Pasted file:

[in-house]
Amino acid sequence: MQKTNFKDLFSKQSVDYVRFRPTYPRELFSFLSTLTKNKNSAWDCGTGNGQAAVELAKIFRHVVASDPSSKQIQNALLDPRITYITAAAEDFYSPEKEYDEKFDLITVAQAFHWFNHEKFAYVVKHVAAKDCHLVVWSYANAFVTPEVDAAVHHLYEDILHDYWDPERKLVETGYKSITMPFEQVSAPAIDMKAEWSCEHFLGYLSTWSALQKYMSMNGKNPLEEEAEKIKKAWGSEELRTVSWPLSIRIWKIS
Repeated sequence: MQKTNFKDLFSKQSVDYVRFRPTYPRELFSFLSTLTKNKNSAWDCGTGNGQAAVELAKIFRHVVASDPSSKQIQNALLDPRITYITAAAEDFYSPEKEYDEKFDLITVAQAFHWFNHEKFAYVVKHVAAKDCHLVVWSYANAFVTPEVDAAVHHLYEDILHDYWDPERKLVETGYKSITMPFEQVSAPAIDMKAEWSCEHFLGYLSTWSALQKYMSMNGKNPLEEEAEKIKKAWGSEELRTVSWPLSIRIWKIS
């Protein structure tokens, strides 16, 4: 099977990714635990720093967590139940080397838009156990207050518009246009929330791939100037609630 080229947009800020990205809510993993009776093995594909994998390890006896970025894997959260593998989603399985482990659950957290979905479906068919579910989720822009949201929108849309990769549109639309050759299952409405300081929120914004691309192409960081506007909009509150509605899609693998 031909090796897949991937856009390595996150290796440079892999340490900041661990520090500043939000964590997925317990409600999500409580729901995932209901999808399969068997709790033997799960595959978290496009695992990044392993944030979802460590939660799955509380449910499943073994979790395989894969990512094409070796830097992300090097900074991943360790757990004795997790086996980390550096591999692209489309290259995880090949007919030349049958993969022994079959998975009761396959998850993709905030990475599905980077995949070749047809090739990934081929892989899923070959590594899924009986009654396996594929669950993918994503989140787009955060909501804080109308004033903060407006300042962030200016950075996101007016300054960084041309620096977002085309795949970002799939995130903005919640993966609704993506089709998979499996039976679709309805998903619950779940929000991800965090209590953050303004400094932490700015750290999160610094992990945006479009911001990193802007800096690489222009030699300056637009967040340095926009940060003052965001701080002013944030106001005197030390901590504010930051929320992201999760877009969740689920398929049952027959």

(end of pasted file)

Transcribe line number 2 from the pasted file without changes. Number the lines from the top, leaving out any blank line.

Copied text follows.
Amino acid sequence: MQKTNFKDLFSKQSVDYVRFRPTYPRELFSFLSTLTKNKNSAWDCGTGNGQAAVELAKIFRHVVASDPSSKQIQNALLDPRITYITAAAEDFYSPEKEYDEKFDLITVAQAFHWFNHEKFAYVVKHVAAKDCHLVVWSYANAFVTPEVDAAVHHLYEDILHDYWDPERKLVETGYKSITMPFEQVSAPAIDMKAEWSCEHFLGYLSTWSALQKYMSMNGKNPLEEEAEKIKKAWGSEELRTVSWPLSIRIWKIS